U.S. Army Medical Department, Office of Medical History
Skip Navigation, go to content

HISTORY OF THE OFFICE OF MEDICAL HISTORY

AMEDD BIOGRAPHIES

AMEDD CORPS HISTORY

BOOKS AND DOCUMENTS

HISTORICAL ART WORK & IMAGES

MEDICAL MEMOIRS

AMEDD MEDAL OF HONOR RECIPIENTS External Link, Opens in New Window

ORGANIZATIONAL HISTORIES

THE SURGEONS GENERAL

ANNUAL REPORTS OF THE SURGEON GENERAL

AMEDD UNIT PATCHES AND LINEAGE

THE AMEDD HISTORIAN NEWSLETTER

Introduction

Table of Contents

Introductory Note

The aim in compiling this history is to produce a comprehensive account of the militarily important skin diseases that afflicted U.S. Army forces in the Vietnam war. A portion of this goal is to engender a sense of what made these diseases militarily important; another is to describe the diseases themselves-their natural history, epidemiology, and clinical features. The overriding objective is to put the diseases in balanced perspective, both individually and in aggregate, and thereby to indicate accurately the past and future importance of the historical facts. The possible contribution of a history such as this is best suggested by Santayana's well-known aphorism: "Those who cannot remember the past are condemned to repeat it."

Although the focus has been almost exclusively military, there also may be something here for those engaged in purely civilian pursuits. The common skin diseases among troops in Vietnam were, in the main, greatly exaggerated versions of diseases prevalent in civilian populations of temperate as well as tropical countries. The insights and opportunities for study afforded by the Vietnam war contributed substantially toward the understanding and control of such common conditions as ringworm infections, bacterial sores, and water-caused injuries of the skin.

The magnitude of the skin disease problem in Vietnam was such that it required the combined services of a number of medical and scientific disciplines to help find solutions. Dermatologists were joined in this endeavor by microbiologists, epidemiologists, entomologists, preventive medicine specialists, and developers of special items of clothing and footwear. All brought their expertise to bear on problems so multifaceted that no single discipline would have been effective alone. Their efforts produced the uniquely large pool of information from which this history was drawn.

An enormous debt is owed the military authorities and the ordinary soldiers who made it possible to gather the information contained herein. The extent of this obligation was forcefully impressed upon those of us who had an opportunity to spend time in the field with combat units and to witness the spectacle of rifle companies going on operations at half strength because of disabling skin diseases. This record, then, is in large measure the record of their experiences and their lessons learned.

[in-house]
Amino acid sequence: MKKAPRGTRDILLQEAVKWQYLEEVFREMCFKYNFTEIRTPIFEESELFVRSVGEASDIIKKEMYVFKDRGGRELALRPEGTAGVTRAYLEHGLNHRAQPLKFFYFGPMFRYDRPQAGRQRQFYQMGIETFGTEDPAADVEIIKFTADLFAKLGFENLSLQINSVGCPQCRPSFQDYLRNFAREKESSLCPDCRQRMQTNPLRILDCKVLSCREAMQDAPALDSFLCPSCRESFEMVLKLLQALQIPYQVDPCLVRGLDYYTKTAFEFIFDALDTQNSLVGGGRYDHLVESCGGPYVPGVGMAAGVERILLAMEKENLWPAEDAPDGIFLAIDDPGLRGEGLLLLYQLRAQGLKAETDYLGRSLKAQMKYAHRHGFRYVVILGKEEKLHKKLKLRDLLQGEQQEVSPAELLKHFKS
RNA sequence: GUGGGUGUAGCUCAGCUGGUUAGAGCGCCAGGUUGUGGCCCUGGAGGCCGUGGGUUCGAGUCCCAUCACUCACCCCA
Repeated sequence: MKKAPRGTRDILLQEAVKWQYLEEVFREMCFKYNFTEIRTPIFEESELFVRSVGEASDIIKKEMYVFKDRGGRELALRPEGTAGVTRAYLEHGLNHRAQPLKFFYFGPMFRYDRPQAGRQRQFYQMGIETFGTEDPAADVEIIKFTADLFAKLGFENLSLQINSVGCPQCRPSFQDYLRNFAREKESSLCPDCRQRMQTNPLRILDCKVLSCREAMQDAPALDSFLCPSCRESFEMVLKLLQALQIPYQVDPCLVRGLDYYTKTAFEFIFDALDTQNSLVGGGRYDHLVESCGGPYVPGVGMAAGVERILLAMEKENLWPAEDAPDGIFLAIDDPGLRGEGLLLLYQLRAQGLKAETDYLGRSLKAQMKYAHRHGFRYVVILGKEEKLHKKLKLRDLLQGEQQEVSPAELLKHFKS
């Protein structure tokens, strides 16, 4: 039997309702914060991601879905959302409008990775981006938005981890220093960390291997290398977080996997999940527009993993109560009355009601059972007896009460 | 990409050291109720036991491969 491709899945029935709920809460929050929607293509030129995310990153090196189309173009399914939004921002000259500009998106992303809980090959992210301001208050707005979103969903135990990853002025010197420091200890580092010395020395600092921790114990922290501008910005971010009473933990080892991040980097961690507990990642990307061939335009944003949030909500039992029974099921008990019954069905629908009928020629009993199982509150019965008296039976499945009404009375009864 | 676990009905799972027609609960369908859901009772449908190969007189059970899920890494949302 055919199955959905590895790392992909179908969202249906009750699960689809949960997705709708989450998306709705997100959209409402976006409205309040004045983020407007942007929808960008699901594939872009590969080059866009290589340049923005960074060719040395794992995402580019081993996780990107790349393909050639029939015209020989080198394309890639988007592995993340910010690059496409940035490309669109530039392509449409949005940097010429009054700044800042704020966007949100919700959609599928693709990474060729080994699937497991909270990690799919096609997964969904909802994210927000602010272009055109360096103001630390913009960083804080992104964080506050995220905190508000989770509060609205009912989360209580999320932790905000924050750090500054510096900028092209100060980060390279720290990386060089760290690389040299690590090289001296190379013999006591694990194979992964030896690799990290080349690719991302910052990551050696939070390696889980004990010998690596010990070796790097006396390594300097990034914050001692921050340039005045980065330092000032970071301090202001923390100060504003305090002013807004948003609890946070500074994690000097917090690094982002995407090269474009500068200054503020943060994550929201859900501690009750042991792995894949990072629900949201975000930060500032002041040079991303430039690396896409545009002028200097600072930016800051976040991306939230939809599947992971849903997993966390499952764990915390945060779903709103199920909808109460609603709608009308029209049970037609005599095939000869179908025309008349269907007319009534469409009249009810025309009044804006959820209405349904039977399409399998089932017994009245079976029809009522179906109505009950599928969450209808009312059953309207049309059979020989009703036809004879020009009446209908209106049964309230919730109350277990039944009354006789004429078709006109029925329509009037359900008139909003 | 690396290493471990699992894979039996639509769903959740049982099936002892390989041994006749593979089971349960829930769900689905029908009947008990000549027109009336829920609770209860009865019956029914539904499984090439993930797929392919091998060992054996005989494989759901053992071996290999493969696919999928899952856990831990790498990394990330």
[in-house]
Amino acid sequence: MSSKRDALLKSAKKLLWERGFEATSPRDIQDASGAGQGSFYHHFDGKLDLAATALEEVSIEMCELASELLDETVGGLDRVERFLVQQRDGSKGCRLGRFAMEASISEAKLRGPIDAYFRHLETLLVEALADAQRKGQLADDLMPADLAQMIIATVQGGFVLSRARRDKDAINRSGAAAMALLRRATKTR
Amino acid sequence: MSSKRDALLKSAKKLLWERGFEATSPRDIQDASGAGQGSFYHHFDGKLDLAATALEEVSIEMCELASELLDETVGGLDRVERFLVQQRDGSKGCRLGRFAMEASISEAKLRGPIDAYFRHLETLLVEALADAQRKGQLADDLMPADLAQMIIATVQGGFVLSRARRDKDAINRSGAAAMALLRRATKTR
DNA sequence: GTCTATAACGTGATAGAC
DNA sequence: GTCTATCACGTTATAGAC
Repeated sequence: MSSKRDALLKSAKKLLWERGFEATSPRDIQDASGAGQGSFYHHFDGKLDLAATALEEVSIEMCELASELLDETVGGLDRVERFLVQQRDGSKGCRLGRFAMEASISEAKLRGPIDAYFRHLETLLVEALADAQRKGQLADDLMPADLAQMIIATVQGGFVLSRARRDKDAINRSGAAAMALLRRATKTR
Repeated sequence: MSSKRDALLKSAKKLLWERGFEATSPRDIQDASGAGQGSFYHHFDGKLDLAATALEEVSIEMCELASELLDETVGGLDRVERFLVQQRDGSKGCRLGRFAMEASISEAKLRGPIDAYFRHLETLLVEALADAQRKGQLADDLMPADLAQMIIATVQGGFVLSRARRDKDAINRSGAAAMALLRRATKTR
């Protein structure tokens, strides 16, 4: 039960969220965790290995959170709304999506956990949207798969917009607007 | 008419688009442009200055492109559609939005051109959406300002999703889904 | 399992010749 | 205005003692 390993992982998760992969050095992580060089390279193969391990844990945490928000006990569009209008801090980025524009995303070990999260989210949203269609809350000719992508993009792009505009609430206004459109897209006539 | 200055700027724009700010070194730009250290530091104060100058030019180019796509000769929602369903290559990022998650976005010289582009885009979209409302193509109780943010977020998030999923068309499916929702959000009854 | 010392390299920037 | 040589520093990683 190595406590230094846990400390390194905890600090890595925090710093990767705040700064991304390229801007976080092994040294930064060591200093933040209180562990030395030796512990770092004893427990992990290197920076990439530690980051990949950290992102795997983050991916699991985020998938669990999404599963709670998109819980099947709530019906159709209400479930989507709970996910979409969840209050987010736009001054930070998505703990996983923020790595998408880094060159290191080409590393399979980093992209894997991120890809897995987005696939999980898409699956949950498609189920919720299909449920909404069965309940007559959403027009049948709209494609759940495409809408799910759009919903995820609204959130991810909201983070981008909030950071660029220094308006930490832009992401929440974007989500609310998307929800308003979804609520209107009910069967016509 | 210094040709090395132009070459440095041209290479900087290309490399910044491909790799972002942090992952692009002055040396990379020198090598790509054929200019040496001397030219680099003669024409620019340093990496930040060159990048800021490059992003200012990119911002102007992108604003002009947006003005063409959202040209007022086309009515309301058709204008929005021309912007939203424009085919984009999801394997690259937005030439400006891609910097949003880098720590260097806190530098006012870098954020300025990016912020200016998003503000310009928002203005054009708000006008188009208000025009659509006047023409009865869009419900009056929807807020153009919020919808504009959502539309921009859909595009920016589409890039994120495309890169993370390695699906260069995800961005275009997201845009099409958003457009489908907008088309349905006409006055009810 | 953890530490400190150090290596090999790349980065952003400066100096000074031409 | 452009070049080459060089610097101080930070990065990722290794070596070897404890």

So many individuals, groups, and agencies contributed directly or indirectly to this history that it is not possible to acknowledge all of them individually. Nonetheless, profound thanks are due each for invaluable assistance in amassing the background material, clinical observations, and


data necessary to compile this volume. Special mention should be made of those physicians who generously gave of their time, talents, and experience to this enterprise. These include Maj. Gen. Spurgeon Neel, MC; Col. Andre J. Ognibene, MC; Col. Raymond W. Blohm, Jr., MC; Col. Robert J. T. Joy, MC; Col. Nicholas F. Conte, MC; Stanley E. Jacobs, M.D.; Henry E. Jones, M.D.; Thomas L. Watt, M.D.; and William J. Hennessy, M.D.

None was of greater assistance than my mentors in the field of skin disease research-Harvey Blank, M.D.; Col. William A. Akers, MC; and David Taplin. To Professor Taplin, particularly, I owe a special debt of gratitude for unfailing assistance at every turn, for a wealth of sound advice and practical suggestions, and for companionship while investigating skin diseases in the nethermost regions of Vietnam.

The photographs for figures 47, 48, 50 (top), 50 (bottom), 53, 57, and 58 were contributed by Colonel Akers. Stanford I. Lamberg, M.D., contributed figures 63, 64, and 65; and David Taplin, figures 27 and 28 (top). The remaining figures are from photographs on file in the office of the Medical Illustrations and Audio-Visual Services, Walter Reed Army Institute of Research. Many of these photographs were taken by Emanuel G. Kuflik, M.D., and David Taplin.

The statistical data came from a variety of sources, but the majority were contributed by the Army Surgeon General's Medical Statistics Agency, recently redesignated the U.S. Army Health Information Systems and Biostatistical Activity. Mr. John H. Vinyard, Jr., a member of the Activity, was especially helpful in furnishing data.

The Editor of the Internal Medicine series of the History of the United States Army Medical Department in Vietnam, Col. Andre J. Ognibene, MC, set a fast pace, encouraged constructive innovation, and furnished ample quantities of the difficult-to-define but indispensable quality called leadership. Those at the Army Medical Department's Historical Unit, recently redesignated the Medical History Division, U.S. Army Center of Military History, performed the vital services of finalizing the manuscript and competently taking care of a great deal of detailed editorial processing. Especially notable in this regard were Mr. Charles J. Simpson, the Medical History Division's Executive Officer, who skillfully coordinated the editorial process, and Mrs. Mary D. Nelson, the prepublications editor, who painstakingly weeded out factual inconsistencies and infelicities of grammar and style and prepared the index and artwork.

Final appreciation must go to Mrs. Brenda C. Gonzales and Mrs. Evie G. Sales, who ably provided many hours of professional secretarial support.

ALFRED M. ALLEN
Lieutenant Colonel, MC, USA